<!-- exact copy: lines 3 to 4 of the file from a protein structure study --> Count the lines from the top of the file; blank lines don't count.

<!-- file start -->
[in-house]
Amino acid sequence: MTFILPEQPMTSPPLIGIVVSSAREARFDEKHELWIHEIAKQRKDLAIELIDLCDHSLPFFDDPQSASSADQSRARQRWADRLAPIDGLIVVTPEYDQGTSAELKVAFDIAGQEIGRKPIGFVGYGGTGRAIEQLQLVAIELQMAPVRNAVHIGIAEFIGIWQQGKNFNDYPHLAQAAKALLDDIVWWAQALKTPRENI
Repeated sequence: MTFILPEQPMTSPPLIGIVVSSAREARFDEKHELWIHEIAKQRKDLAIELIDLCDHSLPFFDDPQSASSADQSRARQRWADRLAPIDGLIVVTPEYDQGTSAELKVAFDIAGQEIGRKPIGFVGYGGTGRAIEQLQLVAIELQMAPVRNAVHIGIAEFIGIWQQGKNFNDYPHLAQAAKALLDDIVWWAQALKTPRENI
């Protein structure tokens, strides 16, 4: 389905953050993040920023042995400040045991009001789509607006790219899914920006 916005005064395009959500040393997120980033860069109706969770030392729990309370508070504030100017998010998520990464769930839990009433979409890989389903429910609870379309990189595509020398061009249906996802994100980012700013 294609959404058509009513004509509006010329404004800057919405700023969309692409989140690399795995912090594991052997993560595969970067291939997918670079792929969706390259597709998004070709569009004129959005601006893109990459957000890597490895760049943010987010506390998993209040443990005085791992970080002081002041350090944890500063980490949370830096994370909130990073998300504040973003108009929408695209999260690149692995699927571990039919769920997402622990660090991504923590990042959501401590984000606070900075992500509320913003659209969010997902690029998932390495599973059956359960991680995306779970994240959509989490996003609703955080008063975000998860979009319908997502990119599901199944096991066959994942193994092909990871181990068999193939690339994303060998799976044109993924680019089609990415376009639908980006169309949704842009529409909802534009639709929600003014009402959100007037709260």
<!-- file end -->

Repeated sequence: MTFILPEQPMTSPPLIGIVVSSAREARFDEKHELWIHEIAKQRKDLAIELIDLCDHSLPFFDDPQSASSADQSRARQRWADRLAPIDGLIVVTPEYDQGTSAELKVAFDIAGQEIGRKPIGFVGYGGTGRAIEQLQLVAIELQMAPVRNAVHIGIAEFIGIWQQGKNFNDYPHLAQAAKALLDDIVWWAQALKTPRENI
């Protein structure tokens, strides 16, 4: 389905953050993040920023042995400040045991009001789509607006790219899914920006 916005005064395009959500040393997120980033860069109706969770030392729990309370508070504030100017998010998520990464769930839990009433979409890989389903429910609870379309990189595509020398061009249906996802994100980012700013 294609959404058509009513004509509006010329404004800057919405700023969309692409989140690399795995912090594991052997993560595969970067291939997918670079792929969706390259597709998004070709569009004129959005601006893109990459957000890597490895760049943010987010506390998993209040443990005085791992970080002081002041350090944890500063980490949370830096994370909130990073998300504040973003108009929408695209999260690149692995699927571990039919769920997402622990660090991504923590990042959501401590984000606070900075992500509320913003659209969010997902690029998932390495599973059956359960991680995306779970994240959509989490996003609703955080008063975000998860979009319908997502990119599901199944096991066959994942193994092909990871181990068999193939690339994303060998799976044109993924680019089609990415376009639908980006169309949704842009529409909802534009639709929600003014009402959100007037709260």